A third possibility is that digital and online is your entire business model. If there is a similar real-world business model to your online one, use that to benchmark the required investment. Think, for instance, publishing. You may already have a very good website but be looking for an iPad app. To cost that, work out, for example, what it would cost you to set up a magazine from scratch, or to re-jig your set-up to go from monthly to weekly (printing, production and possibly staffing costs).

Give to get

While that sinks in, consider this sobering bit of context:

  • You’re investing in complex, automated capacity
  • In return, if you do it right, you can expect increased sales and business growth.

In the publishing example, going online, mobile or social translates to a total or partial repurposing of your content for a whole new publishing platform, in return for extra revenue from a whole new channel.

Commensurate returns

Strangely, there exists the perception that online ventures require less investment for the same return. In the real world, few entrepreneurs would expect more than a doubling of their money within a year, and yet many business folk expect online ventures to deliver returns of many multiples over and above their investment.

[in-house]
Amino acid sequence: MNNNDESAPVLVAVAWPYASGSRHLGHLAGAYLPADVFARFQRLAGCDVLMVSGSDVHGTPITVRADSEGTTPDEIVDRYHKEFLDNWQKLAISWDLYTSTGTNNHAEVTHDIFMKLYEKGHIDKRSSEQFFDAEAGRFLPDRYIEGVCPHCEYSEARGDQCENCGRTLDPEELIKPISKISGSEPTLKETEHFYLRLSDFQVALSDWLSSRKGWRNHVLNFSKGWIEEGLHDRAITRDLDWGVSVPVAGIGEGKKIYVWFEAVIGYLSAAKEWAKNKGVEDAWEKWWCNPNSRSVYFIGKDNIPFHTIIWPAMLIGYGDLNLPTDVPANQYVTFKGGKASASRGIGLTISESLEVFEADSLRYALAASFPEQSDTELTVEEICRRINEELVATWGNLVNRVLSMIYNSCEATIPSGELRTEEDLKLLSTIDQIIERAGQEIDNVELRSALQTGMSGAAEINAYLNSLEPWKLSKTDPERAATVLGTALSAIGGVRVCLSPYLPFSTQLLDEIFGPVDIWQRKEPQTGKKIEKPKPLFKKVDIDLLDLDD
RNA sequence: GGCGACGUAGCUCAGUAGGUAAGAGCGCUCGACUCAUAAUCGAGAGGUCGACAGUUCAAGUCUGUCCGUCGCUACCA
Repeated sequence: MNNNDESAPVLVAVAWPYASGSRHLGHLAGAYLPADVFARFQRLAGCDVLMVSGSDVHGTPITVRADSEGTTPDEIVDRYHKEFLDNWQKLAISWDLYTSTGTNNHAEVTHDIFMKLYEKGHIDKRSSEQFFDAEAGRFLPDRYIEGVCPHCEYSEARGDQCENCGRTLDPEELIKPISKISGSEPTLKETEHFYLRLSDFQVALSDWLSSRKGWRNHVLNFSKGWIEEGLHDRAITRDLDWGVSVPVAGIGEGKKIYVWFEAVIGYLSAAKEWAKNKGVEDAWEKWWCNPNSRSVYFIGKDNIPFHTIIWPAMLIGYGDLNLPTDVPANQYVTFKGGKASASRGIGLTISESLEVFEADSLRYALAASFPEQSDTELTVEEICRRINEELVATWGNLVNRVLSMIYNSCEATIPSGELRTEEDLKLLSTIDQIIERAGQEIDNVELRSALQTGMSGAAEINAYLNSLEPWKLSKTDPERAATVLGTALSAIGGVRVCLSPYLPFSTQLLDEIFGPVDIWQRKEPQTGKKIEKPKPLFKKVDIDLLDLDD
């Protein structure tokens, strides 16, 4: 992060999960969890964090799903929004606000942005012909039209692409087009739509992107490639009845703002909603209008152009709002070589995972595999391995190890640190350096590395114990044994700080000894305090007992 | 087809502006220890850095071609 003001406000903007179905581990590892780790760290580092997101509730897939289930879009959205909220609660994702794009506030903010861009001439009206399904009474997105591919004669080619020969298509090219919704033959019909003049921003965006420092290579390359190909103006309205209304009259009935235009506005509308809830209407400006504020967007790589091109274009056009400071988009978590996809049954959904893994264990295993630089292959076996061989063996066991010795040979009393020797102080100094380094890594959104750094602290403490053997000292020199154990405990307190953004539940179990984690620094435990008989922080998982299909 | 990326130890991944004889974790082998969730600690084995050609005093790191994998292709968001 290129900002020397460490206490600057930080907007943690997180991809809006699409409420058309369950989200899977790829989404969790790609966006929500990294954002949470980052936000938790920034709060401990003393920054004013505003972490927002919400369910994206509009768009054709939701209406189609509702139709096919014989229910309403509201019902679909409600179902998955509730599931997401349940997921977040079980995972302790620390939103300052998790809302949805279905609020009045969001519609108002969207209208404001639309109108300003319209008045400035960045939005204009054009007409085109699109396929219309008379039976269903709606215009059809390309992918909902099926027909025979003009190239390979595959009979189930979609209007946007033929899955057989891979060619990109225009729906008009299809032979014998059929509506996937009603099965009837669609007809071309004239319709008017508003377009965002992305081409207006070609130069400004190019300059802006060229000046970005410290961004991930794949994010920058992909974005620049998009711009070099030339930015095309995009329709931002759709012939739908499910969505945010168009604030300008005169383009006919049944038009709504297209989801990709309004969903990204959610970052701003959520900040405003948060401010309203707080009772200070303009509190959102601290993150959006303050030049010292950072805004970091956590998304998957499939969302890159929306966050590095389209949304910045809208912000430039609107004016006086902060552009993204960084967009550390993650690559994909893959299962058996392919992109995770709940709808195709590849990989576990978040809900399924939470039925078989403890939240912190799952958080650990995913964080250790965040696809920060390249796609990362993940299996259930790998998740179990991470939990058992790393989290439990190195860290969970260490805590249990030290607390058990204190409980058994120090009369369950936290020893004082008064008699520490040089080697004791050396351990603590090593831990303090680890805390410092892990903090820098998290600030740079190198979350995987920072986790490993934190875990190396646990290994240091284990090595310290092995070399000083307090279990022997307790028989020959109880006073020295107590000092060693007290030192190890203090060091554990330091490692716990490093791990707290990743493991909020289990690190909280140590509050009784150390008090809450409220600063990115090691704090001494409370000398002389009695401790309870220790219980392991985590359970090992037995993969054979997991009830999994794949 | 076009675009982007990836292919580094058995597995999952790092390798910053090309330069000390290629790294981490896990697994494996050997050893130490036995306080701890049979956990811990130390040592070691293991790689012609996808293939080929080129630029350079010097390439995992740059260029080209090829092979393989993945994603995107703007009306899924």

This is simply unrealistic. The return you can expect will be commensurate with the investment you make.


It is a fallacy that online is cheap. The complexities and work involved in setting up your unique online presence, as well as its potential return on investment, will determine what a fair investment should be.

Wesley Lynch is the founder and CEO of Realmdigital, a top South African e-business strategy and technology partner, specialising in Web, Social and Mobile platforms. As a technology entrepreneur, Wesley has over a decade of experience in the financial, business and software development industries. He is also the co-founder of MyTrueSpark which sees him regularly consulting with start-ups, Venture Capitalists and Angel Investors. Wesley has recently been recognised in the Old Mutual Entrepreneurship Guide as one of the 38 emerging South African tech entrepreneurs to watch.


Company Posts

How The Sanlam Enterprise And Supplier Development Programme Is Helping Start-up Businesses